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Posts Tagged ‘Renegotiation’

Breaking Down Russell Westbrook’s Complex Situation

July 24th, 2016 No comments
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Two months ago, the Oklahoma City Thunder were positioned to perhaps consider themselves the best team in the NBA. They had pushed the defending champion and all-time regular season winning percentage record-holding Golden State Warriors to brink of elimination in the Western Conference Finals, with a home game among three opportunities to close the deal. A single win in three chances, followed by a series win versus a Cleveland Cavaliers team against whom they were projected to be favored, and the Thunder would be NBA champions for just the second time in franchise history, and the first since 1979.

Things didn’t work out as planned.

The Warriors went on to eliminate the Thunder in seven games. A short time later, Kevin Durant went on to join the Warriors, leaving Russell Westbrook and the Thunder to pick up the pieces.

Westbrook is set to become an unrestricted free agent next summer. With the balance of power in the Western Conference dramatically shifted, if a return trip to the NBA Finals is a priority, he may not want to remain in Oklahoma City.

The concept has sparked a fire-storm of speculation about a potential trade, which would at least allow the Thunder to avoid losing two top five NBA players to free agency in the span of a single year without receiving back anything in return.

The ability of Westbrook to leave in free agency next summer, however, is just as problematic for a trade partner as it is for the Thunder. If Westbrook were to leave the following summer, the trade partner would not only lose him without receiving back anything in return but also sacrifice the assets it took to acquire him. To that end, if a trade partner is to risk the type of assets the Thunder will demand for him, it is likely to demand that Westbrook agree to an extension.

The Thunder, for their part, haven’t given up hope of retaining their star point guard either. In fact, it’s very much the opposite. They, too, are positioning to offer Westbrook an extension that would provide the certainty required to build the team’s future around him. And they could make it quite tempting.   Read more…

Breaking Down James Harden’s Renegotiation and Extension

July 19th, 2016 No comments
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Heading into the 2016-17 NBA season, extensions for veteran players had all but vanished for several years — the result of changes to the league’s Collective Bargaining Agreement that make it more beneficial for players to finish out their existing contracts and enter free agency thereafter, even if they plan to re-sign with their prior teams.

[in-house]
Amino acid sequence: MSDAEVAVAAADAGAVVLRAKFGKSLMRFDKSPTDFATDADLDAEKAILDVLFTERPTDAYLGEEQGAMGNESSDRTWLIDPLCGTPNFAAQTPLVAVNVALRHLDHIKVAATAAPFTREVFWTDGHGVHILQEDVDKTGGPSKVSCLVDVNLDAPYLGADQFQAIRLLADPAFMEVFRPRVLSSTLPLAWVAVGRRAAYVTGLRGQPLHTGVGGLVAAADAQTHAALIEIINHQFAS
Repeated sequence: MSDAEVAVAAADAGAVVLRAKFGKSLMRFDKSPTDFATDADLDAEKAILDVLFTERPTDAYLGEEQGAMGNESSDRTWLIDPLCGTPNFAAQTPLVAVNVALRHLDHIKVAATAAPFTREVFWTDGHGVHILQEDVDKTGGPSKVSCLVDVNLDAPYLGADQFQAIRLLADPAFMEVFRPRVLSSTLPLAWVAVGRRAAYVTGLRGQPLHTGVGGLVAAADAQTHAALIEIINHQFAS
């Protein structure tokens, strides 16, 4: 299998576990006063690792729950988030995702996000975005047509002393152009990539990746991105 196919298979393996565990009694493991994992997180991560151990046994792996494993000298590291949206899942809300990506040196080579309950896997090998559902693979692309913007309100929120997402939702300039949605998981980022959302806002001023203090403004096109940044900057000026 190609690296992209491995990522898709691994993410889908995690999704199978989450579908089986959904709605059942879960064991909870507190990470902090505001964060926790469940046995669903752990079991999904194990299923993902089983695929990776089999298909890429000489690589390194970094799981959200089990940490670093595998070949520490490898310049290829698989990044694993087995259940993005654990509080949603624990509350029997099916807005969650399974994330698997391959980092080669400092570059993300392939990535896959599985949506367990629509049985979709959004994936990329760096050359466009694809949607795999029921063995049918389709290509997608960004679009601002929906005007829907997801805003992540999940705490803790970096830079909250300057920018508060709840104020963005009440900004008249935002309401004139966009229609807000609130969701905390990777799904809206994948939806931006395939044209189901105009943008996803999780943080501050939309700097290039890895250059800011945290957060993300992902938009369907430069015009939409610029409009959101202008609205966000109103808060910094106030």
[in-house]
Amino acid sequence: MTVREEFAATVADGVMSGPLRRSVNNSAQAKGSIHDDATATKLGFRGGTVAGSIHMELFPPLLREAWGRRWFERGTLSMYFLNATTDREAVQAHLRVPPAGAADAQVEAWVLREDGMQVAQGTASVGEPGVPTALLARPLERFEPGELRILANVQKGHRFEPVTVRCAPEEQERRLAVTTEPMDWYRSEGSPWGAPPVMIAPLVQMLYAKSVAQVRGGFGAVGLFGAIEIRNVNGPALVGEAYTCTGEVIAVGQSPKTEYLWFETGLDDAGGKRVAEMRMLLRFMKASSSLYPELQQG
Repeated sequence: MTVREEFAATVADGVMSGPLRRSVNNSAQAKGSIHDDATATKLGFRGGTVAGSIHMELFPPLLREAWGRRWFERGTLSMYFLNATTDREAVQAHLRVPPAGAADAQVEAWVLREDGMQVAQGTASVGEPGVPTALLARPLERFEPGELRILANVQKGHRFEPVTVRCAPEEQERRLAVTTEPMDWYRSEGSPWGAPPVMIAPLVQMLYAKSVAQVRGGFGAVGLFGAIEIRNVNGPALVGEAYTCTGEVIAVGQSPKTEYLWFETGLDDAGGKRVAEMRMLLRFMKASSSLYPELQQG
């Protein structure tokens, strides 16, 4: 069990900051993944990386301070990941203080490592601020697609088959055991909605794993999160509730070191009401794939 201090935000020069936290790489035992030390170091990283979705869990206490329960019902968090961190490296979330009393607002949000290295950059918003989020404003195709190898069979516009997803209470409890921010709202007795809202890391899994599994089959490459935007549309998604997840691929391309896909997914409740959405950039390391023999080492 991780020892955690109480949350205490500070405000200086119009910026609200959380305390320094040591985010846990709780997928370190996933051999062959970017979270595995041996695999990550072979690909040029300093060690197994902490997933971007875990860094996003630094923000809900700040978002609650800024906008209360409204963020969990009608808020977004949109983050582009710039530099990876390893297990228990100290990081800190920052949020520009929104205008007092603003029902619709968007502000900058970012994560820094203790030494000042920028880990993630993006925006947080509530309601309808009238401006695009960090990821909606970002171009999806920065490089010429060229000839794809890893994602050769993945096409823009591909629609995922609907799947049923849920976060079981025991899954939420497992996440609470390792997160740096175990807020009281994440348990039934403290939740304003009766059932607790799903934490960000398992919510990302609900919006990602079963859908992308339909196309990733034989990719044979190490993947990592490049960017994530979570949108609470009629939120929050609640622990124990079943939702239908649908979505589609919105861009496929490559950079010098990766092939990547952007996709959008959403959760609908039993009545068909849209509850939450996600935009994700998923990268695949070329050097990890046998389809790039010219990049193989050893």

The rapidly rising salary cap – which has reached an all-time record $94.1 million this season, a whopping 34.5 percent increase from $70 million in 2015-16 – has, however, created a short-term opportunity for teams to leverage intricate salary cap rules to offer key players extensions that, in some cases, can be too tempting to pass up.

Many teams are finding themselves with more salary cap space than quality free agents on which to spend it. For these teams, that cap space can be used to simultaneously renegotiate and extend the contracts of its key players, giving them more up-front money in exchange for more seasons under team control.

This is exactly what the Houston Rockets elected to do with its key player, James Harden, in what to this point has been the most intriguing utilization of cap space thus far this summer.

Contract renegotiation is a concept largely attributed to various other sports. Only very rarely do they occur in the NBA. They can only occur on or after the third anniversary of the original signing date of a contract (or extension or renegotiation), and they can only increase a player’s salary. To do so, a player’s team must have salary cap space to cover the full amount of the proposed increase.

Heading into this season, Harden had two seasons remaining on his contract — $16,784,032 for this season, and $17,811,626 for next.

Though he signed a “maximum” five-year rookie-scale contract extension in October 2012 that ran through the 2017-18 season, the subsequent jump in the salary cap meant that he was set to earn far less than his current maximum salary for this season.  Read more…